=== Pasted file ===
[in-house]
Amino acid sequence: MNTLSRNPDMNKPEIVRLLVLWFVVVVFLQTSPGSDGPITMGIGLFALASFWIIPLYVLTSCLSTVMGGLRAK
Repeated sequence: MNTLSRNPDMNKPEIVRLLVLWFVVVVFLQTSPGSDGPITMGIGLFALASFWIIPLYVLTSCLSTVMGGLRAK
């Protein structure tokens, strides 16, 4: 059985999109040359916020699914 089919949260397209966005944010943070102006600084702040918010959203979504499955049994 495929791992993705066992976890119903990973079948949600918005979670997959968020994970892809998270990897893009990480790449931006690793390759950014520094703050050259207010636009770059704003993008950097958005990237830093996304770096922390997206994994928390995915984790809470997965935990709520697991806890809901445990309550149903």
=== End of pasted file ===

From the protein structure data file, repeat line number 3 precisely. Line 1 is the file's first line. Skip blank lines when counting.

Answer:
Repeated sequence: MNTLSRNPDMNKPEIVRLLVLWFVVVVFLQTSPGSDGPITMGIGLFALASFWIIPLYVLTSCLSTVMGGLRAK